Remote Sensing Plant Stress Using Combined Fluorescence and Reflectance Measurements for Early Detection of Defoliants within the Battlefield Environment
Final rept. 25 Mar 2006-24 Jul 2010
VIRGINIA COMMONWEALTH UNIV RICHMOND
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Leaf fluorescence spectral characteristics were fused with reflectance hyperspectral data to remotely sense vegetationterrain conditions. Field measurements were conducted at the Virginia Coast Reserve, NSF, long-term ecological research site and at Ft. A.P. Hill. Laboratory experiments and field measurements incorporated relevant battlefield contaminants and natural environmental stresses. Goals were to 1 link leaf fluorescence and reflectance patterns and plant physiological responses with different kinds and degrees of environmental stress, 2 predict the stress agent and degree of stress using leaf fluorescence and reflectance characteristics, 3 extend laboratory results to field situations to link field measurements of leaf fluorescence and reflectance to natural environmental stress, 4 use plant physiological measurements in conjunction with leaf fluorescence and reflectance data to sort and identify potential stress agents in the field, and 5 link landscape level hyperspectral measurements to spatial variations in leaf fluorescence and reflectance in order to map environmental quality. In year four, added objectives were 1 determine if exposure to trinitrotoluene TNT contaminated soils and associated changes in plant physiological parameters can be remotely sensed, 2 identify highly responsive species to serve as contamination indicators, and 3 link landscape level hyperspectral measurements to experimental results to remotely identify TNT contaminated soils.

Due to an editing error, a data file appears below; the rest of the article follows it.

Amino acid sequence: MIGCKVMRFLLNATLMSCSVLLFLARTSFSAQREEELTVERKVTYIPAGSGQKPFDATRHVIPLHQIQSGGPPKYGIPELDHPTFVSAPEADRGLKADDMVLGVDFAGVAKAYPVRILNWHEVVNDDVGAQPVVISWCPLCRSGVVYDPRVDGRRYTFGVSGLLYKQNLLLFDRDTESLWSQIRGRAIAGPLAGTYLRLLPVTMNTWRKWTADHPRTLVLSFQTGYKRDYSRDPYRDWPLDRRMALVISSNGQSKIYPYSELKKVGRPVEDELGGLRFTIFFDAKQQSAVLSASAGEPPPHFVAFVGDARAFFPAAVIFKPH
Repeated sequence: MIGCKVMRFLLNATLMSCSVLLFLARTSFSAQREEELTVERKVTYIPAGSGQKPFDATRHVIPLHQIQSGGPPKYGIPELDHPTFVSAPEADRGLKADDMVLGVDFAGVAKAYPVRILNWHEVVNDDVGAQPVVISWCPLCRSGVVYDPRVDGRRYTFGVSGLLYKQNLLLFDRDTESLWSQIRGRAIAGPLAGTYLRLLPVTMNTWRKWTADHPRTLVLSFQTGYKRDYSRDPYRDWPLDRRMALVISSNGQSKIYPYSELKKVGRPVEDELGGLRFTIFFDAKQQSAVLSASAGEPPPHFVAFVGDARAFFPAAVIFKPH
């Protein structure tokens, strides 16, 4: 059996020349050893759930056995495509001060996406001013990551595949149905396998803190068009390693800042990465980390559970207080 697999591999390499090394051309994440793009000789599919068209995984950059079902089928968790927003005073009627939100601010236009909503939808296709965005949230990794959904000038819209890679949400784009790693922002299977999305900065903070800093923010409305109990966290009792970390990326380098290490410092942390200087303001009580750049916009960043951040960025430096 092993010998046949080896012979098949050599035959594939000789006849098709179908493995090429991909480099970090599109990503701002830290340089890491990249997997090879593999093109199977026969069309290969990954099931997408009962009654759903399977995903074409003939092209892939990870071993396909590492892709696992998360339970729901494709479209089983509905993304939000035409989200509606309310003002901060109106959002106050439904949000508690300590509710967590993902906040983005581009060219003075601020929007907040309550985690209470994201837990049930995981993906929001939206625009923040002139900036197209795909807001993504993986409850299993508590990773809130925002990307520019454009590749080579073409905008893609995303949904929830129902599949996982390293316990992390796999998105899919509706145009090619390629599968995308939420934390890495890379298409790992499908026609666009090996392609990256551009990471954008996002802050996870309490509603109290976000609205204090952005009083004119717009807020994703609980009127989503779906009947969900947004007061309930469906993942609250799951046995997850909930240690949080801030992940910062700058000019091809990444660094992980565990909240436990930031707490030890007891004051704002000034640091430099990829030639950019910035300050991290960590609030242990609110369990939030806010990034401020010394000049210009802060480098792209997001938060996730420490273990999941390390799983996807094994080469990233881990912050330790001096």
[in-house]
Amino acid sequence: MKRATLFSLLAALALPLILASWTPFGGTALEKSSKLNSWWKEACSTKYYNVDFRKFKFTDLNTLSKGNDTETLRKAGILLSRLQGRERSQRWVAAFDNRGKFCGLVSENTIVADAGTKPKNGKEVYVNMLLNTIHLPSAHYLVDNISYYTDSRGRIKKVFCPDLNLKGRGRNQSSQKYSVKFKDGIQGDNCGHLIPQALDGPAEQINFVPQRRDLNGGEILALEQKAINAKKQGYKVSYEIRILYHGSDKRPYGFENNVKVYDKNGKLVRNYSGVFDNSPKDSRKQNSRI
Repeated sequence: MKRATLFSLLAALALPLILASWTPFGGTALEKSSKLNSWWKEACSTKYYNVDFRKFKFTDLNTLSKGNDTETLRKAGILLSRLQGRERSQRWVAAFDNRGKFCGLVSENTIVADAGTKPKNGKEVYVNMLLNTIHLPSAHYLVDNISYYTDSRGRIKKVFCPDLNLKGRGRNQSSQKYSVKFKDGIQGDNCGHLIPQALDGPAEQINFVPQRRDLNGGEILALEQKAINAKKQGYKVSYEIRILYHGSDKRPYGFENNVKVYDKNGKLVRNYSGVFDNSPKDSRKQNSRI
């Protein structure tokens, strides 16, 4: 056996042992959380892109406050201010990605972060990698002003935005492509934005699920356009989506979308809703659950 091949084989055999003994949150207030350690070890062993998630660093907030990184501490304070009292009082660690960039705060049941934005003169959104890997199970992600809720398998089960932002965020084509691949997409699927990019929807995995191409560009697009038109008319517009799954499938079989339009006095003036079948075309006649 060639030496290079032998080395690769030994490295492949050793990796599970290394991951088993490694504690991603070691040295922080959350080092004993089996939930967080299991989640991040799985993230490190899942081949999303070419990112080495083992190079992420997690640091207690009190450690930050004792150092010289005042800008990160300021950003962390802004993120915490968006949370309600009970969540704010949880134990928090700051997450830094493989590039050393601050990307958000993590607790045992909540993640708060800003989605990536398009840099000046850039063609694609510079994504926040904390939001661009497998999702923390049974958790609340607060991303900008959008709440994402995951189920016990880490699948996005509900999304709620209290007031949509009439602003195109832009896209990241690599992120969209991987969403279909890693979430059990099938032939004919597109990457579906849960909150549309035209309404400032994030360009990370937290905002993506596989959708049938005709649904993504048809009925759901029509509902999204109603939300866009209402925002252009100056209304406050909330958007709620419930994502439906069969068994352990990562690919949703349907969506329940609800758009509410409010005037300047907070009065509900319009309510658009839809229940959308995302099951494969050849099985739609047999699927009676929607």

- Miscellaneous Detection and Detectors
- Ammunition and Explosives
- Solid Wastes and Pollution and Control